Game-Changing Chinese Missile To Pak Could Dent Navy's BrahMos Advantage

Chinese-made CM-302, which Pakistan will get, matches both the supersonic speed and the range of the Indian Navy's BrahMos anti-ship cruise missiles

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Chinese designed CM-302 missile could be a regional game-changer


New Delhi: 

Highlights

  1. Chinese missile CM-302 is capable of flying at thrice the speed of sound
  2. It matches both the supersonic speed, range of Indian Navy's BrahMos
  3. News of possible Pak acquisition of YJ-12/CM-302 broke late last month

A game-changing Chinese anti-ship missile, capable of flying at three times the speed of sound, could erode a key missile advantage the Indian Navy has enjoyed over the Pakistani Navy since 2005.

An export variant of the YJ-12 missile, the CM-302, is likely to be the primary weapon on board four new Chinese frigates being built for the Pakistan Navy at the Hudong-Zhonghua shipyard in Shanghai.

The CM-302 matches both the supersonic speed and the range of the Indian Navy's BrahMos anti-ship cruise missiles, which have been deployed on several front-line frigates and destroyers of the Navy.

Senior defence officials monitoring the sale of new generation Chinese Type 054 frigates to Pakistan have told NDTV that the ships are likely to come armed with the CM-302, which they identify as a "new threat which represents a new capability."

But these officers also tell NDTV that "there is a long way to go for these missiles to become a credible threat for the Indian Navy" since the Pakistan Navy still lacks long-range sensors which need to target Indian platforms before a CM-302 can actually be fired.

"Possessing accurate targeting data, surveillance capability, and having the ability to penetrate a dense [Indian Navy] electronic counter-measures environment are a part of a complex matrix" that the Pakistan Navy's new frigates would need to overcome before they can attempt a missile launch.

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Steel cutting ceremony for second Pakistani Navy Type 054A/P frigate

Still, the acquisition of the CM-302 onboard the new Chinese-built frigates that will be inducted from 2021 means a lethal new capability for the Pakistan Navy.

According to globalsecurity.org, a leading online resource of emerging military threats, "the highlight of the YJ-12 is not its range but speed. It can reach 'Double Three' or 'Double Four,' namely a range of 300 kilometres at Mach 3 (three times the speed of sound) or a range of 400 kilometres at Mach 4."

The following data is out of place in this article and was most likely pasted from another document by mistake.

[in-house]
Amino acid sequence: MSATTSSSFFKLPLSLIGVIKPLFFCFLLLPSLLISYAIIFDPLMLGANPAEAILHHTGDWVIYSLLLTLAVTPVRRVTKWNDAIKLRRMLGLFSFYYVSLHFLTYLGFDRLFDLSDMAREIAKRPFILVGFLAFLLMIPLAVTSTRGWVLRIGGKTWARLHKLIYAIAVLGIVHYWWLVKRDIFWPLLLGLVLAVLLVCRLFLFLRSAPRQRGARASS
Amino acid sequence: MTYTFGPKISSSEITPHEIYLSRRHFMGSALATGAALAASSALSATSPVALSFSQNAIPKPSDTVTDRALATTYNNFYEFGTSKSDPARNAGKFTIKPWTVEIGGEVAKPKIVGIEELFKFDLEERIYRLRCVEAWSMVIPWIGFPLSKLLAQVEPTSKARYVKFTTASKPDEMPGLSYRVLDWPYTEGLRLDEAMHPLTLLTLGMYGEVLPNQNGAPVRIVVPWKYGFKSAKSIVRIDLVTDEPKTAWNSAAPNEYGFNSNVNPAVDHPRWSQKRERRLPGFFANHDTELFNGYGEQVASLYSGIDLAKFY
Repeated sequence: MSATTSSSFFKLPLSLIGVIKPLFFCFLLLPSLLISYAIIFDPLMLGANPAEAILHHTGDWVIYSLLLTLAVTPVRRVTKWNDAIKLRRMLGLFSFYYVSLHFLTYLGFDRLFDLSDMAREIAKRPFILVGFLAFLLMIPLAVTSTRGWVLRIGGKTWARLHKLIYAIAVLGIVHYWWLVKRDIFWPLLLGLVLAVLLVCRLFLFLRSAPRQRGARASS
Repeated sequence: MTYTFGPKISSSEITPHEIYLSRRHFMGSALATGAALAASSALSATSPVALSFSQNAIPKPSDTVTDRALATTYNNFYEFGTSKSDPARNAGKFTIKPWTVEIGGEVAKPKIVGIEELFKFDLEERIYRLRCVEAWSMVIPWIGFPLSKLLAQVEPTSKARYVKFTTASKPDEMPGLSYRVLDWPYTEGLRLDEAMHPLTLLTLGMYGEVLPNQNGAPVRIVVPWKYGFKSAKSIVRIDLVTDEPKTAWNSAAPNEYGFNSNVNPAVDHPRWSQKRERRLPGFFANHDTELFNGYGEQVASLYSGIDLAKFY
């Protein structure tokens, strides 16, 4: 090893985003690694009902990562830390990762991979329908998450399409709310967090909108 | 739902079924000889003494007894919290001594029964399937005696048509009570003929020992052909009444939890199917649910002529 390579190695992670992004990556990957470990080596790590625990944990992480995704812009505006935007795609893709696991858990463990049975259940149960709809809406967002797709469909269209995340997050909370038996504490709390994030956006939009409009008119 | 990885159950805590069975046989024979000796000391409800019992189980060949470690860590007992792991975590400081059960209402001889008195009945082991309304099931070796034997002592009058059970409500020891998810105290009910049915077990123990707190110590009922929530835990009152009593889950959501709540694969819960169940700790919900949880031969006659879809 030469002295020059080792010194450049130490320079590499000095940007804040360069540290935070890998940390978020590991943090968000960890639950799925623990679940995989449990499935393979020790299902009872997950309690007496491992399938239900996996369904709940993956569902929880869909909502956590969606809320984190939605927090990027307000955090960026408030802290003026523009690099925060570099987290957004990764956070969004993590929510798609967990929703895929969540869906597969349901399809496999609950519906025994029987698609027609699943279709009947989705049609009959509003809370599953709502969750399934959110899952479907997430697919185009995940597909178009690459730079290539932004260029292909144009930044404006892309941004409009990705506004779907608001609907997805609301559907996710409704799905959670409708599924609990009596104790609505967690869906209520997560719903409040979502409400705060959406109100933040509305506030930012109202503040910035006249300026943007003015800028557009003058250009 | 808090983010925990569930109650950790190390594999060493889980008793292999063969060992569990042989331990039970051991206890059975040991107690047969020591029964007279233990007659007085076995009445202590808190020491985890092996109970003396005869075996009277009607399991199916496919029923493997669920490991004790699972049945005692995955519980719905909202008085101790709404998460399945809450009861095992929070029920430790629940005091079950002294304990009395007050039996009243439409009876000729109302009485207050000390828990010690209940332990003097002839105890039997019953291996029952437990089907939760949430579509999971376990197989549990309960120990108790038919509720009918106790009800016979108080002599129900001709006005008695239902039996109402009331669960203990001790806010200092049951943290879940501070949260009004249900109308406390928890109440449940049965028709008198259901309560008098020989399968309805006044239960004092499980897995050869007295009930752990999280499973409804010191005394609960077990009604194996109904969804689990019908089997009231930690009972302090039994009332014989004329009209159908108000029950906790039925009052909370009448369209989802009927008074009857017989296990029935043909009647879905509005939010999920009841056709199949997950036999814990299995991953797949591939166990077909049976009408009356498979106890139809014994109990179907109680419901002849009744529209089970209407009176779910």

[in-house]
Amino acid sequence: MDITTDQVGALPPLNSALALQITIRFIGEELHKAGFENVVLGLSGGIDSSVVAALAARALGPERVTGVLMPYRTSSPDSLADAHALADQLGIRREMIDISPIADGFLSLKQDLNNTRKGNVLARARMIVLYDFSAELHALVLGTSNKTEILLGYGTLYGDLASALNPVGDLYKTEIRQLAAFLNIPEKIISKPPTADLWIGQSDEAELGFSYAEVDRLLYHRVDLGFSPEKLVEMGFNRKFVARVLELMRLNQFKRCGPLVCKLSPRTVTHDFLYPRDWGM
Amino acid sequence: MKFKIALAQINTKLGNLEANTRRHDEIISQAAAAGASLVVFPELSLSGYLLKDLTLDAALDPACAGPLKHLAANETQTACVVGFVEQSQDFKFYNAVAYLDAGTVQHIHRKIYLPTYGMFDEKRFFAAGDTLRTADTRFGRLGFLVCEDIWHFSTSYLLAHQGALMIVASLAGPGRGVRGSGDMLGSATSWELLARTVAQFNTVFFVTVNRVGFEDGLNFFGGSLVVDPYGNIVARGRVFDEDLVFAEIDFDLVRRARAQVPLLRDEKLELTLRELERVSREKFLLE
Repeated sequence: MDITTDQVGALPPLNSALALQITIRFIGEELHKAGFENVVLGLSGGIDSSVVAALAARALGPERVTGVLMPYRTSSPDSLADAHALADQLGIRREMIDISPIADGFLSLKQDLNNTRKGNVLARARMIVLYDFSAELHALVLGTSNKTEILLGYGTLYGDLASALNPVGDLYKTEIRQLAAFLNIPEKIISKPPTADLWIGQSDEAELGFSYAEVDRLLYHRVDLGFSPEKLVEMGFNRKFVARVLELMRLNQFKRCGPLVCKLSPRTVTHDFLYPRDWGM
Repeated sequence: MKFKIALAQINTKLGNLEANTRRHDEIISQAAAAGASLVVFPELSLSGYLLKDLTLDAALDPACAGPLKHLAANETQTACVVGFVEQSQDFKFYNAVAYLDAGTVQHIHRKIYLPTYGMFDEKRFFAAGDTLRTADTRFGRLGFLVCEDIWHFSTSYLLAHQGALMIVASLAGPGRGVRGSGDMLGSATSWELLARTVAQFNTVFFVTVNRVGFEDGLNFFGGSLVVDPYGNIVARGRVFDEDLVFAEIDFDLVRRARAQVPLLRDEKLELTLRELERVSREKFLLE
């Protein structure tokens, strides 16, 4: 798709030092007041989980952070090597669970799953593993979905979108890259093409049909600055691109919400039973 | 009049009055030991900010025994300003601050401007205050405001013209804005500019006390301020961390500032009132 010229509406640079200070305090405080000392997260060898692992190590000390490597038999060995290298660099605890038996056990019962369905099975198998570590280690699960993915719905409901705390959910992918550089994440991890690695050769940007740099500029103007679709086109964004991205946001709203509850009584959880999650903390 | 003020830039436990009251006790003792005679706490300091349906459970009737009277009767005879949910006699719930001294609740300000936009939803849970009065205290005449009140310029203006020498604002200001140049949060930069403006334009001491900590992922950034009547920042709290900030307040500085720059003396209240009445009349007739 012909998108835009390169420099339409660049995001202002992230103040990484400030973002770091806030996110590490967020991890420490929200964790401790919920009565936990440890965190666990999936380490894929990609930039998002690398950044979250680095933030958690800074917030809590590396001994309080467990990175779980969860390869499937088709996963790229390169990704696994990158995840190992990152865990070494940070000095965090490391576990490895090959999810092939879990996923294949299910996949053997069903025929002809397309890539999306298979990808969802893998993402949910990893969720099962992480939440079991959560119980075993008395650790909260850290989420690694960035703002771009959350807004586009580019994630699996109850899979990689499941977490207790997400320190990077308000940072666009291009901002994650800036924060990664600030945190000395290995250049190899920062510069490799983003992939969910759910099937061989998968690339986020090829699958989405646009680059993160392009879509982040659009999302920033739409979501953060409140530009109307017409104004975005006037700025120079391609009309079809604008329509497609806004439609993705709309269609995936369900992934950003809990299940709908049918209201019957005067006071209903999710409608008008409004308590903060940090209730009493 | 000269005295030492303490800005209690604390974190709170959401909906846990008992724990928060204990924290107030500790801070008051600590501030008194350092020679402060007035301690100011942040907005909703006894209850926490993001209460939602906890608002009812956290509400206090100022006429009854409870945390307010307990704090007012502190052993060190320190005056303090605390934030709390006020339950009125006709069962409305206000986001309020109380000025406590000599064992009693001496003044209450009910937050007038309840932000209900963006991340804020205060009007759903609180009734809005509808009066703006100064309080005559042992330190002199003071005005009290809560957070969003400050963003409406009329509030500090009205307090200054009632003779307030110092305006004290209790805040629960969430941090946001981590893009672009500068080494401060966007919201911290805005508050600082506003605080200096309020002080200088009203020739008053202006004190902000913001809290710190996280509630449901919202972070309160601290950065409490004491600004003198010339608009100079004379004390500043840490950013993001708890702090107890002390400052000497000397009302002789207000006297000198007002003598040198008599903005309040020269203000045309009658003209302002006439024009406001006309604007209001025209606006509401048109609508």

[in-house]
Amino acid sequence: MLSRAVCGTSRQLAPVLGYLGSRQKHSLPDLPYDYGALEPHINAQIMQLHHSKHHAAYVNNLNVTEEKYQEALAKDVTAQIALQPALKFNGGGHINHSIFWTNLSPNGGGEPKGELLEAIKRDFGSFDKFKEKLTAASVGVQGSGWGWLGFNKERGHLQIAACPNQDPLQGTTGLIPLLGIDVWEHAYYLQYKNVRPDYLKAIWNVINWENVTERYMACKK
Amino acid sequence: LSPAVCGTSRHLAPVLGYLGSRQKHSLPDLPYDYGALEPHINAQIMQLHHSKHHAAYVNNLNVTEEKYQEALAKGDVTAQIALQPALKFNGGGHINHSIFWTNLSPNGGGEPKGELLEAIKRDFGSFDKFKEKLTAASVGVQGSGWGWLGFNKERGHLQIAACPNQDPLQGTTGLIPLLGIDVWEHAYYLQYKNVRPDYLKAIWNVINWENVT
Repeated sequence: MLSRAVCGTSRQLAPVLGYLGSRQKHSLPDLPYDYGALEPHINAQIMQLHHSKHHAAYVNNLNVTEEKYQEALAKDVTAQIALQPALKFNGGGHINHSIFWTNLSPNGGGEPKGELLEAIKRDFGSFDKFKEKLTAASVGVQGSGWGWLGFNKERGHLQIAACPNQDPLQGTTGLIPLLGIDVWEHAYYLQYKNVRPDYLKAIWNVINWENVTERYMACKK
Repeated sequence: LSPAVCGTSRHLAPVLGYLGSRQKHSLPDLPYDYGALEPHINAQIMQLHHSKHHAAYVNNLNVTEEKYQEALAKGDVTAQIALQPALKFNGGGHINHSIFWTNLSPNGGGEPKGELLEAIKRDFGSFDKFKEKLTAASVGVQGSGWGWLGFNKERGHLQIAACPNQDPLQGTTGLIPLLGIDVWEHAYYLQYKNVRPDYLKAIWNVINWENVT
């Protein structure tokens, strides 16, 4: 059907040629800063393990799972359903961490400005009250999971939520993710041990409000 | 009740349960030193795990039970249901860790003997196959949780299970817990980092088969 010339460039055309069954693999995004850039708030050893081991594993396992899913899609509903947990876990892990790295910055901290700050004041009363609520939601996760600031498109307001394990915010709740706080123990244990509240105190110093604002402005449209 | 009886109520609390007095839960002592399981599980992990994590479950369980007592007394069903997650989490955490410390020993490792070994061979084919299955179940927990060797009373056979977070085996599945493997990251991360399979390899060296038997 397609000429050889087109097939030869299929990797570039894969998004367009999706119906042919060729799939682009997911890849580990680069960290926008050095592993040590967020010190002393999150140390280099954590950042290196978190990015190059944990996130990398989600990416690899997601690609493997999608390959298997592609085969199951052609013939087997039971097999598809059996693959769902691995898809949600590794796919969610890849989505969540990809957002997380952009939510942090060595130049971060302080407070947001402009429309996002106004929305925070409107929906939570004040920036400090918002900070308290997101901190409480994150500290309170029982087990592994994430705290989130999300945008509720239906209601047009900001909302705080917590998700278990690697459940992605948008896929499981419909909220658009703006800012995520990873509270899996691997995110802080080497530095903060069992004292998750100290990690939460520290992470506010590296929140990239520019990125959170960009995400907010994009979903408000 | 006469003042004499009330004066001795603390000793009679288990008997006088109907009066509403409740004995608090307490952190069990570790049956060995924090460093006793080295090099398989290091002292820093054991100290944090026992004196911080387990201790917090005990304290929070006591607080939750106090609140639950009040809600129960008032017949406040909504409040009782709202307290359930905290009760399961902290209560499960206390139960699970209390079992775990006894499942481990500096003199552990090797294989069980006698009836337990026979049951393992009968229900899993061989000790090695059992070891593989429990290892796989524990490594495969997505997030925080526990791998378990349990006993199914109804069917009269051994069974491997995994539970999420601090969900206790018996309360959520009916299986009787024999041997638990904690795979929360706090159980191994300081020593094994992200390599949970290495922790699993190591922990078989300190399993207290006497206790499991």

It is unclear if the Barak 8 Long Range Surface-to-Air Missile (LRSAM), deployed on India's newest Kolkata Class destroyers, have the ability to intercept a missile of this class. In response to a query from NDTV, senior Navy officers declined comment on whether the Barak 8 system has been test-fired against any supersonic anti-ship missile, let alone a missile that flies faster than Mach 2.

In an article in warontherocks.com, Robert Haddick, an independent contractor at the US Specials Operations Command, has said "the YJ-12 is the most dangerous anti-ship missile China has produced."

According to Mr Haddick, "the arrival of the YJ-12 is one more indication of how the US Navy is falling further behind in the missile competition against China, exposing flaws in operating concepts that US and allied commanders and policymakers have relied on for years."

News of the possible Pakistani acquisition of the YJ-12/CM-302 broke on twitter late last month when the China State Shipbuilding Corporation organised the steel-cutting ceremony for the second of the four Type 054A/P frigates that Pakistan is receiving. A digital image (shown below) emerged which showcased a CM-302 missile mounted on a launcher on a Pakistan Type 054 frigate. It is unclear if this detailed digital image was sourced from an official release or was the work of a Naval analyst.

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Digital image of new Pakistani Navy Type-054AP showing YJ-12/CM-302 missile

The likely Pakistani acquisition of the CM-302 missile comes amid reports that the government is considering the sale of the BrahMos missile to Indonesia. Co-developed with Russia, the BrahMoS can strike targets 400 kilometres away while travelling nearly at three times the speed of sound.



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